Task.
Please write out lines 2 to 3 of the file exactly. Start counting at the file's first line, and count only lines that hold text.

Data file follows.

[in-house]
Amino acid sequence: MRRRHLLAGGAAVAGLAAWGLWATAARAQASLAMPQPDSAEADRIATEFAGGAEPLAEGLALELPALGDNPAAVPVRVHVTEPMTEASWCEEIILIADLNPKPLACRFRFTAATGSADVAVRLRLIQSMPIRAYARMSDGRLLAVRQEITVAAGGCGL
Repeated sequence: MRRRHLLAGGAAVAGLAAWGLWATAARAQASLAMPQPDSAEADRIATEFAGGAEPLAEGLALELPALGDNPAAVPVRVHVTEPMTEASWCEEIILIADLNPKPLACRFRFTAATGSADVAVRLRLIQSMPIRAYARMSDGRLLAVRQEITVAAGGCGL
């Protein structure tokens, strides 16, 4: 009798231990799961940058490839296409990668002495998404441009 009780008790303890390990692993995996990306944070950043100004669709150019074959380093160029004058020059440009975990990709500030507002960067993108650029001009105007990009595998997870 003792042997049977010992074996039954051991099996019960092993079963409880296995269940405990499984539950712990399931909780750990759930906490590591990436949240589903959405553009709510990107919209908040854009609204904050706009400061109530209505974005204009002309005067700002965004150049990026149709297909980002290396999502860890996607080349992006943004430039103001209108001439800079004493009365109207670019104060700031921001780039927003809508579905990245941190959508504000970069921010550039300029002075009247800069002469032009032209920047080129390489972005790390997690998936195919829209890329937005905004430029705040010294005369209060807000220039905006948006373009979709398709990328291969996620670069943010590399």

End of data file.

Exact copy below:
Amino acid sequence: MRRRHLLAGGAAVAGLAAWGLWATAARAQASLAMPQPDSAEADRIATEFAGGAEPLAEGLALELPALGDNPAAVPVRVHVTEPMTEASWCEEIILIADLNPKPLACRFRFTAATGSADVAVRLRLIQSMPIRAYARMSDGRLLAVRQEITVAAGGCGL
Repeated sequence: MRRRHLLAGGAAVAGLAAWGLWATAARAQASLAMPQPDSAEADRIATEFAGGAEPLAEGLALELPALGDNPAAVPVRVHVTEPMTEASWCEEIILIADLNPKPLACRFRFTAATGSADVAVRLRLIQSMPIRAYARMSDGRLLAVRQEITVAAGGCGL